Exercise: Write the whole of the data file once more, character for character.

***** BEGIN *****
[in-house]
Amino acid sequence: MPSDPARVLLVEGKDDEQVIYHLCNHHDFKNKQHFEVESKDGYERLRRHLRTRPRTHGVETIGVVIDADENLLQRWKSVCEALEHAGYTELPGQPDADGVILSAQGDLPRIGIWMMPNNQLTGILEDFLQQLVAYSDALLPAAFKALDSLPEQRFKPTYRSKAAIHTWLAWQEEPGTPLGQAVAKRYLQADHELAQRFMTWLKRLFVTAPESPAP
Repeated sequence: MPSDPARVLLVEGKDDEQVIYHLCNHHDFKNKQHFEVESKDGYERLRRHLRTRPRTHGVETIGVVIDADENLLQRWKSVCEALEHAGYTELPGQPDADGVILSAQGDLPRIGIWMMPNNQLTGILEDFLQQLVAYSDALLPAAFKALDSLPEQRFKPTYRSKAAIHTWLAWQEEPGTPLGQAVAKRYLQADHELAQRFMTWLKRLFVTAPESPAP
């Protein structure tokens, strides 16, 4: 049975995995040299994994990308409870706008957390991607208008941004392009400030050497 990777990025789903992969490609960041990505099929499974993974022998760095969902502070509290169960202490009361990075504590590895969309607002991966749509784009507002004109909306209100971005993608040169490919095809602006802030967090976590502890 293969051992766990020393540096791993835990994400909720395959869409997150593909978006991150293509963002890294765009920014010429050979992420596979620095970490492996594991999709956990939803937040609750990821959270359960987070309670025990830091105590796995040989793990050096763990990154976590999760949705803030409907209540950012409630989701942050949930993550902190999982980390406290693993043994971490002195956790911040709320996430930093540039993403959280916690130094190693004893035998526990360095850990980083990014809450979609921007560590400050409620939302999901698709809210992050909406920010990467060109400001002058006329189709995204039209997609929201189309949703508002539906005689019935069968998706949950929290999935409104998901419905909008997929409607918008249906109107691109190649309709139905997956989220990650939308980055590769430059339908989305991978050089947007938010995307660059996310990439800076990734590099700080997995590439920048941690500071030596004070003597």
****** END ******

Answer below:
[in-house]
Amino acid sequence: MPSDPARVLLVEGKDDEQVIYHLCNHHDFKNKQHFEVESKDGYERLRRHLRTRPRTHGVETIGVVIDADENLLQRWKSVCEALEHAGYTELPGQPDADGVILSAQGDLPRIGIWMMPNNQLTGILEDFLQQLVAYSDALLPAAFKALDSLPEQRFKPTYRSKAAIHTWLAWQEEPGTPLGQAVAKRYLQADHELAQRFMTWLKRLFVTAPESPAP
Repeated sequence: MPSDPARVLLVEGKDDEQVIYHLCNHHDFKNKQHFEVESKDGYERLRRHLRTRPRTHGVETIGVVIDADENLLQRWKSVCEALEHAGYTELPGQPDADGVILSAQGDLPRIGIWMMPNNQLTGILEDFLQQLVAYSDALLPAAFKALDSLPEQRFKPTYRSKAAIHTWLAWQEEPGTPLGQAVAKRYLQADHELAQRFMTWLKRLFVTAPESPAP
């Protein structure tokens, strides 16, 4: 049975995995040299994994990308409870706008957390991607208008941004392009400030050497 990777990025789903992969490609960041990505099929499974993974022998760095969902502070509290169960202490009361990075504590590895969309607002991966749509784009507002004109909306209100971005993608040169490919095809602006802030967090976590502890 293969051992766990020393540096791993835990994400909720395959869409997150593909978006991150293509963002890294765009920014010429050979992420596979620095970490492996594991999709956990939803937040609750990821959270359960987070309670025990830091105590796995040989793990050096763990990154976590999760949705803030409907209540950012409630989701942050949930993550902190999982980390406290693993043994971490002195956790911040709320996430930093540039993403959280916690130094190693004893035998526990360095850990980083990014809450979609921007560590400050409620939302999901698709809210992050909406920010990467060109400001002058006329189709995204039209997609929201189309949703508002539906005689019935069968998706949950929290999935409104998901419905909008997929409607918008249906109107691109190649309709139905997956989220990650939308980055590769430059339908989305991978050089947007938010995307660059996310990439800076990734590099700080997995590439920048941690500071030596004070003597």